Technology: Good or Bad? Discuss.
Catholic News Service just ran a story on a Philippine church where the Internet is the new Liberation theology. Father Benigno Beltran is convinced that he can use the Internet to build his local community, while simultaneously helping local peasants to rise above the poverty line.
Witness the utopia he foresees:
The church will have solar panels, a rain catchment system, waterless composting toilets, and we'll build it from blocks of recycled residual waste. The design uses special vents that take advantage of wind movement so we won't have to air condition the whole thing, and if we need electricity we'll use coconut diesel to run the generators," Father Beltran told Catholic News Service.
Meanwhile, a commentator in the blogosphere, an Oregon bookseller named Kathryn Judson, has noticed other aspects of the same article that make her uncomfortable:
Tell me this priest is joking when he says:
"We'll liberate the parishes for enterprise development and job creation. And we'll tell people that if they don't buy our organic health soap it will be 10 more years in purgatory for them. That's what the priests should be saying."
At least he must be half joking? Right?
...it's a liberation theology that embraces globalization. I guess that's progress...
And globalization of economics brought poor countries like the Philippines to the debt-riddled status they now cannot climb out of. Can globalized information be the balm for the wound made by globalized markets?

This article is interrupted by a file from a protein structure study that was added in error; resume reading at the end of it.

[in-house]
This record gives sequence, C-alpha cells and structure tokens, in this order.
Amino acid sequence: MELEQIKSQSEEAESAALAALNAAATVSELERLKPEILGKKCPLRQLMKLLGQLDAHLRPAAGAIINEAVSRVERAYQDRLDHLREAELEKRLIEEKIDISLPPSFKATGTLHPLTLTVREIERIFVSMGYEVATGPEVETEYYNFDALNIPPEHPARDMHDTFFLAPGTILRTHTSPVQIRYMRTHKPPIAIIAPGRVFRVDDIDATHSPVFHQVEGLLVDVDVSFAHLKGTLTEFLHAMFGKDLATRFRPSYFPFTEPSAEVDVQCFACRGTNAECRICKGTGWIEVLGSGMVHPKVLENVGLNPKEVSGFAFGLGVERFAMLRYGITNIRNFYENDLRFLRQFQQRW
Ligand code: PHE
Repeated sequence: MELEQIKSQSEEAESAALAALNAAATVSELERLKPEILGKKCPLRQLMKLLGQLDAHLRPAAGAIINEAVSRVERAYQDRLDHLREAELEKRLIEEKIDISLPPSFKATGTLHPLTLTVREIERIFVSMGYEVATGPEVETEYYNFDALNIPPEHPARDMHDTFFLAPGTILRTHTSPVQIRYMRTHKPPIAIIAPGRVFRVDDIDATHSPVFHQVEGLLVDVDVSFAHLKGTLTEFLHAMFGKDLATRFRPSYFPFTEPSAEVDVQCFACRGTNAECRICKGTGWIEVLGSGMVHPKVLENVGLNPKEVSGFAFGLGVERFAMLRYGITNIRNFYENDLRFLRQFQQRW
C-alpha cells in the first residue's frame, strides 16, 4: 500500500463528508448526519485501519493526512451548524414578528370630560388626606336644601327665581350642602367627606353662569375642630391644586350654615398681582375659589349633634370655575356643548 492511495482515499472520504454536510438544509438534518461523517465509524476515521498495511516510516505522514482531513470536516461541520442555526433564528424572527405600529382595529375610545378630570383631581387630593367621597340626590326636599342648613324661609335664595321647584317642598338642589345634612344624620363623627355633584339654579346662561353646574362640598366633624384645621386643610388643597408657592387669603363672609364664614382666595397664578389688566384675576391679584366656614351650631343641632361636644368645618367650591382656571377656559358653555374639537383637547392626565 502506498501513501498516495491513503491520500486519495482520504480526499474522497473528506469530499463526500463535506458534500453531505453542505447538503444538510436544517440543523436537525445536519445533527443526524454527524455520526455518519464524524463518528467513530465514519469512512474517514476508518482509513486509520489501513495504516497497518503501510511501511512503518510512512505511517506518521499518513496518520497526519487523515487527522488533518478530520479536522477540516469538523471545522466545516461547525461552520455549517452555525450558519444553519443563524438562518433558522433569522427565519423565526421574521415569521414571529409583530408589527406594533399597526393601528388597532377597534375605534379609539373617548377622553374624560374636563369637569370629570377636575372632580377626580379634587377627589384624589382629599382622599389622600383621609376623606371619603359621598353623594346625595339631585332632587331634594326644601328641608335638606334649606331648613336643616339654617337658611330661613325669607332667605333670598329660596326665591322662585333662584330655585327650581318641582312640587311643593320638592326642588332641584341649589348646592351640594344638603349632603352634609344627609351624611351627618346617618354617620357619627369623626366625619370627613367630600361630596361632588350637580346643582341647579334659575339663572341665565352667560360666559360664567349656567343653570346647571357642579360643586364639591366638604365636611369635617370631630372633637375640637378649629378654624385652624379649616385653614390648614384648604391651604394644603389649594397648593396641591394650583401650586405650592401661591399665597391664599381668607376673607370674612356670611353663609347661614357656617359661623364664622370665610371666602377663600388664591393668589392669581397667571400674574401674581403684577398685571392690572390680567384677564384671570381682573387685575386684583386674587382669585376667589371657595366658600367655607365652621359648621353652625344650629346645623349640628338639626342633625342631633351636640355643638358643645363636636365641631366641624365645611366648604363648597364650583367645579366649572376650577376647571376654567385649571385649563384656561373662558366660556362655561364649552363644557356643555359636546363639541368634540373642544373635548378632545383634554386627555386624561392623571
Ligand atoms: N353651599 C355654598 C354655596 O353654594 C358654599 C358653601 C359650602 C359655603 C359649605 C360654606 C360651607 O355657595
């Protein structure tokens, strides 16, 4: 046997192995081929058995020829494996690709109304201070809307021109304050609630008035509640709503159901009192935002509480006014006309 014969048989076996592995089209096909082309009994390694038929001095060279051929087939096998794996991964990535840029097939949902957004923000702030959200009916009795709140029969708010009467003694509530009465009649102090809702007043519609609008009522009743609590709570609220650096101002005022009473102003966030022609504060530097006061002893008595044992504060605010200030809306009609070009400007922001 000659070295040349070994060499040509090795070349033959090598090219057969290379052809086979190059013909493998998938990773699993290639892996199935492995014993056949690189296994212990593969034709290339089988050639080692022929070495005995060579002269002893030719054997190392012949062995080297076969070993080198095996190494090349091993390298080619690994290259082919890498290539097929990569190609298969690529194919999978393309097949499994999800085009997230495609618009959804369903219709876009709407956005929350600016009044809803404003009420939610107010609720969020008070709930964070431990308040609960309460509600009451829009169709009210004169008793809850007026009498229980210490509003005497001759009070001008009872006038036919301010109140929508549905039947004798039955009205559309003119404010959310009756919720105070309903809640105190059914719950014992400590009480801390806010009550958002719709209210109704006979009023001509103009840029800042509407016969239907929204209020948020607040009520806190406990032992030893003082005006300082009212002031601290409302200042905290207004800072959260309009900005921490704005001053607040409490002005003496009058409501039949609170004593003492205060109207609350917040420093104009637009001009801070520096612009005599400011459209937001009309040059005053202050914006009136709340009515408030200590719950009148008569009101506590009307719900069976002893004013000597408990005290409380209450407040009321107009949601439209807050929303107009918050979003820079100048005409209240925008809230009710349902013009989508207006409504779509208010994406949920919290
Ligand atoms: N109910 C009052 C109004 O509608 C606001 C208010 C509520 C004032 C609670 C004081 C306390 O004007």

Many social network theorists think so, hope so, and pray so. California's progressive Christian "netroots" movement has its roots in social networking theory preached from the Sociology and Computer Science departments of Berkeley. These theorists, like CrossLeft friends Kaliya Hamlin and danah boyd, argue that technology is helping youth around the world to escape from the rigid social structures of their own cultures.
But here we have a priest promising to use the Internet not only for liberation and identity building purposes, but for more strictly defining the doctrine of Purgatory. Sin is subservience to the Free Market. Virtue is works on behalf of the local market. A new doctrine, with the power of the Internet behind it, stands to invent a theology of the globalized market. It may also subvert church hierarchy.
It could also be used, in the wrong hands, for the benefit of cultish doctrines that have little to do with the church's mission to serve God and neighbor. Less hemp-loving readers may be wondering, with the critical blogger, whether not buying organic soap really constitutes a 10-year-burning offense.